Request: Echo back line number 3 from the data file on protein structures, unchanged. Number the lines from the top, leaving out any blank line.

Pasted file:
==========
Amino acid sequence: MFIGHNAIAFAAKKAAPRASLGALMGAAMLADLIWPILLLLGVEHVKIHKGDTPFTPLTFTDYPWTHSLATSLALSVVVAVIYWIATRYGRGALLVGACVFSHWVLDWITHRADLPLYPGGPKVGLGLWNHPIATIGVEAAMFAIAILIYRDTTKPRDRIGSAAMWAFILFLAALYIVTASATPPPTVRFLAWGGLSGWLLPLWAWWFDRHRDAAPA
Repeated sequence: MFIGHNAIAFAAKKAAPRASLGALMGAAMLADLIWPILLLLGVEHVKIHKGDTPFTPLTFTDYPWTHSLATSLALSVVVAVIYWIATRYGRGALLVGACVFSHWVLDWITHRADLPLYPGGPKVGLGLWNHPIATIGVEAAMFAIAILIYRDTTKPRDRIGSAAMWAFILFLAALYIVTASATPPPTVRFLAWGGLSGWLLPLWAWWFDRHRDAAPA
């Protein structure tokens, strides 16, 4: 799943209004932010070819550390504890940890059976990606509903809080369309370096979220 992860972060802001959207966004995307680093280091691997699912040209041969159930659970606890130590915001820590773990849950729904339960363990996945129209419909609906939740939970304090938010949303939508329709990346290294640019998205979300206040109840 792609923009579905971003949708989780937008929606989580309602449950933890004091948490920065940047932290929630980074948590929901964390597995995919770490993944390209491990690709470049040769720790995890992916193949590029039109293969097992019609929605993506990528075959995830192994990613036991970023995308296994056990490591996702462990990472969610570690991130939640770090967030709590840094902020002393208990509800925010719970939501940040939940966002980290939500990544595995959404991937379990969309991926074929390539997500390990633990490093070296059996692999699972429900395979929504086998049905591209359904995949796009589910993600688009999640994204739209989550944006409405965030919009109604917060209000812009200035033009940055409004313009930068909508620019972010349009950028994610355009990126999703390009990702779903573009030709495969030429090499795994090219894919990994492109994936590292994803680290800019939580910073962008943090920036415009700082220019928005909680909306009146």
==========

């Protein structure tokens, strides 16, 4: 799943209004932010070819550390504890940890059976990606509903809080369309370096979220 992860972060802001959207966004995307680093280091691997699912040209041969159930659970606890130590915001820590773990849950729904339960363990996945129209419909609906939740939970304090938010949303939508329709990346290294640019998205979300206040109840 792609923009579905971003949708989780937008929606989580309602449950933890004091948490920065940047932290929630980074948590929901964390597995995919770490993944390209491990690709470049040769720790995890992916193949590029039109293969097992019609929605993506990528075959995830192994990613036991970023995308296994056990490591996702462990990472969610570690991130939640770090967030709590840094902020002393208990509800925010719970939501940040939940966002980290939500990544595995959404991937379990969309991926074929390539997500390990633990490093070296059996692999699972429900395979929504086998049905591209359904995949796009589910993600688009999640994204739209989550944006409405965030919009109604917060209000812009200035033009940055409004313009930068909508620019972010349009950028994610355009990126999703390009990702779903573009030709495969030429090499795994090219894919990994492109994936590292994803680290800019939580910073962008943090920036415009700082220019928005909680909306009146």